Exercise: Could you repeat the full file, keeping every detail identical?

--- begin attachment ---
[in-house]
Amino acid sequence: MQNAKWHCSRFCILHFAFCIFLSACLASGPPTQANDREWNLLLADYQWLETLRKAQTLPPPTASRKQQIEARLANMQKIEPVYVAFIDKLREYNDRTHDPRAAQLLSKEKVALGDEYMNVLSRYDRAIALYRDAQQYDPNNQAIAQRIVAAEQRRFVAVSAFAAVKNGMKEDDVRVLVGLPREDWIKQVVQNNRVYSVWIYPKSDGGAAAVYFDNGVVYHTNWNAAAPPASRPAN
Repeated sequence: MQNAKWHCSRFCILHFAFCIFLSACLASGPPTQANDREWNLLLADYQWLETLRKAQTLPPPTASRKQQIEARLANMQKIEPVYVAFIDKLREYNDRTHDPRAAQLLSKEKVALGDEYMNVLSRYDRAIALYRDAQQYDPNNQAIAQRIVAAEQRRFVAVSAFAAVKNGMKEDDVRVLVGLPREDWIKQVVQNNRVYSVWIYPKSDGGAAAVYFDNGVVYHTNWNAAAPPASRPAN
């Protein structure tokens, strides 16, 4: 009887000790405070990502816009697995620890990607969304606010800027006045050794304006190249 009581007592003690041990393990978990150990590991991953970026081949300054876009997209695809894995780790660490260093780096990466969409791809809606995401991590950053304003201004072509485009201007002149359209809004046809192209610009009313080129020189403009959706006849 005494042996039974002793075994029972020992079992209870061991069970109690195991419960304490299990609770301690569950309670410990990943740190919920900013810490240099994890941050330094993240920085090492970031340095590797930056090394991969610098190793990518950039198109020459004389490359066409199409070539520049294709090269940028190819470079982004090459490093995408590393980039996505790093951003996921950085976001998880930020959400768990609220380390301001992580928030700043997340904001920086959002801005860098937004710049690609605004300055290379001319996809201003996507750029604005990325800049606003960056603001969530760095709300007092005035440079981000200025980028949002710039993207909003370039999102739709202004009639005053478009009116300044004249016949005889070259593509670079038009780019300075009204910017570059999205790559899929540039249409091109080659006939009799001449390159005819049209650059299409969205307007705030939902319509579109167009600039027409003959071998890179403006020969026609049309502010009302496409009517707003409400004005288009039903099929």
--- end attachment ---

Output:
[in-house]
Amino acid sequence: MQNAKWHCSRFCILHFAFCIFLSACLASGPPTQANDREWNLLLADYQWLETLRKAQTLPPPTASRKQQIEARLANMQKIEPVYVAFIDKLREYNDRTHDPRAAQLLSKEKVALGDEYMNVLSRYDRAIALYRDAQQYDPNNQAIAQRIVAAEQRRFVAVSAFAAVKNGMKEDDVRVLVGLPREDWIKQVVQNNRVYSVWIYPKSDGGAAAVYFDNGVVYHTNWNAAAPPASRPAN
Repeated sequence: MQNAKWHCSRFCILHFAFCIFLSACLASGPPTQANDREWNLLLADYQWLETLRKAQTLPPPTASRKQQIEARLANMQKIEPVYVAFIDKLREYNDRTHDPRAAQLLSKEKVALGDEYMNVLSRYDRAIALYRDAQQYDPNNQAIAQRIVAAEQRRFVAVSAFAAVKNGMKEDDVRVLVGLPREDWIKQVVQNNRVYSVWIYPKSDGGAAAVYFDNGVVYHTNWNAAAPPASRPAN
């Protein structure tokens, strides 16, 4: 009887000790405070990502816009697995620890990607969304606010800027006045050794304006190249 009581007592003690041990393990978990150990590991991953970026081949300054876009997209695809894995780790660490260093780096990466969409791809809606995401991590950053304003201004072509485009201007002149359209809004046809192209610009009313080129020189403009959706006849 005494042996039974002793075994029972020992079992209870061991069970109690195991419960304490299990609770301690569950309670410990990943740190919920900013810490240099994890941050330094993240920085090492970031340095590797930056090394991969610098190793990518950039198109020459004389490359066409199409070539520049294709090269940028190819470079982004090459490093995408590393980039996505790093951003996921950085976001998880930020959400768990609220380390301001992580928030700043997340904001920086959002801005860098937004710049690609605004300055290379001319996809201003996507750029604005990325800049606003960056603001969530760095709300007092005035440079981000200025980028949002710039993207909003370039999102739709202004009639005053478009009116300044004249016949005889070259593509670079038009780019300075009204910017570059999205790559899929540039249409091109080659006939009799001449390159005819049209650059299409969205307007705030939902319509579109167009600039027409003959071998890179403006020969026609049309502010009302496409009517707003409400004005288009039903099929």